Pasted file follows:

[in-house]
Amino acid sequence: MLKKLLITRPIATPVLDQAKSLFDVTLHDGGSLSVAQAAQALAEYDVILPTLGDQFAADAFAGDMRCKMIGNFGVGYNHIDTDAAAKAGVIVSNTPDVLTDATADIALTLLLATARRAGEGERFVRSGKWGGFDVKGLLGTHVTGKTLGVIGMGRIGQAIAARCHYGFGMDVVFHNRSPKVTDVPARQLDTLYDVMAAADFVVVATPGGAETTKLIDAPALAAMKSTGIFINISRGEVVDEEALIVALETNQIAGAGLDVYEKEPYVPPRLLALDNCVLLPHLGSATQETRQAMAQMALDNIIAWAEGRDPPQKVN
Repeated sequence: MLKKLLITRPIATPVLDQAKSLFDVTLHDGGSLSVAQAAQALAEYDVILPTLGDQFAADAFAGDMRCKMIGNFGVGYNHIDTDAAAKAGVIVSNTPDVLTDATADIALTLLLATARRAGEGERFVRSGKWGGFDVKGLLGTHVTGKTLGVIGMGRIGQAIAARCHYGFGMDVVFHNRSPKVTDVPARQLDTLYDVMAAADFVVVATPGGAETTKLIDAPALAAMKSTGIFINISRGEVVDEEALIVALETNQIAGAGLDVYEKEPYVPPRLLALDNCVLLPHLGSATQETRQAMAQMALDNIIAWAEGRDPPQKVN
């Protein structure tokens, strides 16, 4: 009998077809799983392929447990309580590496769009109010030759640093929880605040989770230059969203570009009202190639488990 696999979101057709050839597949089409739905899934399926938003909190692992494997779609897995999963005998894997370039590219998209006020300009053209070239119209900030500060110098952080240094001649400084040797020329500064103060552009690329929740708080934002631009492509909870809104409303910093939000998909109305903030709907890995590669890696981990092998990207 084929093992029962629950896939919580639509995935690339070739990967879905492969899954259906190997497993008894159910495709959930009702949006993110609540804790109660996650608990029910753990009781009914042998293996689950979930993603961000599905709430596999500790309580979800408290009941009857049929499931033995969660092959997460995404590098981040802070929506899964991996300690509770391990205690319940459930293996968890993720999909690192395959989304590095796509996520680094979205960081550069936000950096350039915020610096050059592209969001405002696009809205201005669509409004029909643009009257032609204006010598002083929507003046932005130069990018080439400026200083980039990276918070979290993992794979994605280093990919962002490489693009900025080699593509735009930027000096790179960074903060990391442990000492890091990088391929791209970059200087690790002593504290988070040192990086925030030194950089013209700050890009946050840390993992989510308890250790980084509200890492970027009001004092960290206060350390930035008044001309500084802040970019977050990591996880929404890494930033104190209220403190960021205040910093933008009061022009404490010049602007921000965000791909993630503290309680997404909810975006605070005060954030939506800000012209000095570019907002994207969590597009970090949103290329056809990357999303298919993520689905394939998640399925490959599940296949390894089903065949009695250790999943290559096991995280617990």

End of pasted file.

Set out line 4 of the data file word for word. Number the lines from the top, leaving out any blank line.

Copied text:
């Protein structure tokens, strides 16, 4: 009998077809799983392929447990309580590496769009109010030759640093929880605040989770230059969203570009009202190639488990 696999979101057709050839597949089409739905899934399926938003909190692992494997779609897995999963005998894997370039590219998209006020300009053209070239119209900030500060110098952080240094001649400084040797020329500064103060552009690329929740708080934002631009492509909870809104409303910093939000998909109305903030709907890995590669890696981990092998990207 084929093992029962629950896939919580639509995935690339070739990967879905492969899954259906190997497993008894159910495709959930009702949006993110609540804790109660996650608990029910753990009781009914042998293996689950979930993603961000599905709430596999500790309580979800408290009941009857049929499931033995969660092959997460995404590098981040802070929506899964991996300690509770391990205690319940459930293996968890993720999909690192395959989304590095796509996520680094979205960081550069936000950096350039915020610096050059592209969001405002696009809205201005669509409004029909643009009257032609204006010598002083929507003046932005130069990018080439400026200083980039990276918070979290993992794979994605280093990919962002490489693009900025080699593509735009930027000096790179960074903060990391442990000492890091990088391929791209970059200087690790002593504290988070040192990086925030030194950089013209700050890009946050840390993992989510308890250790980084509200890492970027009001004092960290206060350390930035008044001309500084802040970019977050990591996880929404890494930033104190209220403190960021205040910093933008009061022009404490010049602007921000965000791909993630503290309680997404909810975006605070005060954030939506800000012209000095570019907002994207969590597009970090949103290329056809990357999303298919993520689905394939998640399925490959599940296949390894089903065949009695250790999943290559096991995280617990």